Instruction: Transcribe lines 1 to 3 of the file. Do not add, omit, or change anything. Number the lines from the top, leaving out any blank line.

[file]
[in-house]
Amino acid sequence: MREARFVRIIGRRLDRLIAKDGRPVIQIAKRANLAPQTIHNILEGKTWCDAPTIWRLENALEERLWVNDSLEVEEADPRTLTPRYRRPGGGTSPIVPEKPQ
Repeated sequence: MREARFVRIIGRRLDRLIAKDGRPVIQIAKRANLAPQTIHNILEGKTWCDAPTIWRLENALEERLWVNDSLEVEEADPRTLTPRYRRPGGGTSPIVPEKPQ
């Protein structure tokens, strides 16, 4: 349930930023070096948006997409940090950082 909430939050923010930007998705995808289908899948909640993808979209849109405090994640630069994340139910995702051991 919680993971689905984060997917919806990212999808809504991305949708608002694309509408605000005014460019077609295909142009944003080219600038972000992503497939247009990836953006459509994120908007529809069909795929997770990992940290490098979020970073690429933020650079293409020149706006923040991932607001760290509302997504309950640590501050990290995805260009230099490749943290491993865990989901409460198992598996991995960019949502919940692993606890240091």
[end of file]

[in-house]
Amino acid sequence: MREARFVRIIGRRLDRLIAKDGRPVIQIAKRANLAPQTIHNILEGKTWCDAPTIWRLENALEERLWVNDSLEVEEADPRTLTPRYRRPGGGTSPIVPEKPQ
Repeated sequence: MREARFVRIIGRRLDRLIAKDGRPVIQIAKRANLAPQTIHNILEGKTWCDAPTIWRLENALEERLWVNDSLEVEEADPRTLTPRYRRPGGGTSPIVPEKPQ